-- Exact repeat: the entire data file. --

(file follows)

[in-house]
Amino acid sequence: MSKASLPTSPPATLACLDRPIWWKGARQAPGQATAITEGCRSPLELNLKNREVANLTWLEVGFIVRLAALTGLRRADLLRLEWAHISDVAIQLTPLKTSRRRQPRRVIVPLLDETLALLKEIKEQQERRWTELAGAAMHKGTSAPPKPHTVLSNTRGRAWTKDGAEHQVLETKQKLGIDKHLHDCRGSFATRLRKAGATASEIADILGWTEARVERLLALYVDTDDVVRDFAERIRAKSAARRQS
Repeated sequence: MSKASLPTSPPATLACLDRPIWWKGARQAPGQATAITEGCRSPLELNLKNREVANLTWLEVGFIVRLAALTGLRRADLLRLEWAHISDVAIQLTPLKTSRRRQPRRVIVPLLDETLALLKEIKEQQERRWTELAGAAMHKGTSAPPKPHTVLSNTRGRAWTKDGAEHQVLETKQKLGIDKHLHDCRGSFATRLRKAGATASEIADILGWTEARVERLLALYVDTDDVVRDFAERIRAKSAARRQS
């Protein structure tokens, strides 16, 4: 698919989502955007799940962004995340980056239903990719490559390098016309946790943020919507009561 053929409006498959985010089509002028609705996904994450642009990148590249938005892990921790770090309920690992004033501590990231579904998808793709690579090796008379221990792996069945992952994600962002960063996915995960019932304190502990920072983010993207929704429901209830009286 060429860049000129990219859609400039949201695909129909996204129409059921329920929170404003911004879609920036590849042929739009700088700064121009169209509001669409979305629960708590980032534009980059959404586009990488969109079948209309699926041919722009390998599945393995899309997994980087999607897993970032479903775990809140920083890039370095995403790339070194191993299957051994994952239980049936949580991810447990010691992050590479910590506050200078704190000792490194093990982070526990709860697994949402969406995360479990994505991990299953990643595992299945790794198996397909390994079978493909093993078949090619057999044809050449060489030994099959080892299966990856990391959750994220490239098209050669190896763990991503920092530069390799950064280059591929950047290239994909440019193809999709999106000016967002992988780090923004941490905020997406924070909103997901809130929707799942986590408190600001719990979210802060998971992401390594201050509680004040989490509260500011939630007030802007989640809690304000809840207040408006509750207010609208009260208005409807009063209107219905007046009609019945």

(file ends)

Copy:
[in-house]
Amino acid sequence: MSKASLPTSPPATLACLDRPIWWKGARQAPGQATAITEGCRSPLELNLKNREVANLTWLEVGFIVRLAALTGLRRADLLRLEWAHISDVAIQLTPLKTSRRRQPRRVIVPLLDETLALLKEIKEQQERRWTELAGAAMHKGTSAPPKPHTVLSNTRGRAWTKDGAEHQVLETKQKLGIDKHLHDCRGSFATRLRKAGATASEIADILGWTEARVERLLALYVDTDDVVRDFAERIRAKSAARRQS
Repeated sequence: MSKASLPTSPPATLACLDRPIWWKGARQAPGQATAITEGCRSPLELNLKNREVANLTWLEVGFIVRLAALTGLRRADLLRLEWAHISDVAIQLTPLKTSRRRQPRRVIVPLLDETLALLKEIKEQQERRWTELAGAAMHKGTSAPPKPHTVLSNTRGRAWTKDGAEHQVLETKQKLGIDKHLHDCRGSFATRLRKAGATASEIADILGWTEARVERLLALYVDTDDVVRDFAERIRAKSAARRQS
């Protein structure tokens, strides 16, 4: 698919989502955007799940962004995340980056239903990719490559390098016309946790943020919507009561 053929409006498959985010089509002028609705996904994450642009990148590249938005892990921790770090309920690992004033501590990231579904998808793709690579090796008379221990792996069945992952994600962002960063996915995960019932304190502990920072983010993207929704429901209830009286 060429860049000129990219859609400039949201695909129909996204129409059921329920929170404003911004879609920036590849042929739009700088700064121009169209509001669409979305629960708590980032534009980059959404586009990488969109079948209309699926041919722009390998599945393995899309997994980087999607897993970032479903775990809140920083890039370095995403790339070194191993299957051994994952239980049936949580991810447990010691992050590479910590506050200078704190000792490194093990982070526990709860697994949402969406995360479990994505991990299953990643595992299945790794198996397909390994079978493909093993078949090619057999044809050449060489030994099959080892299966990856990391959750994220490239098209050669190896763990991503920092530069390799950064280059591929950047290239994909440019193809999709999106000016967002992988780090923004941490905020997406924070909103997901809130929707799942986590408190600001719990979210802060998971992401390594201050509680004040989490509260500011939630007030802007989640809690304000809840207040408006509750207010609208009260208005409807009063209107219905007046009609019945």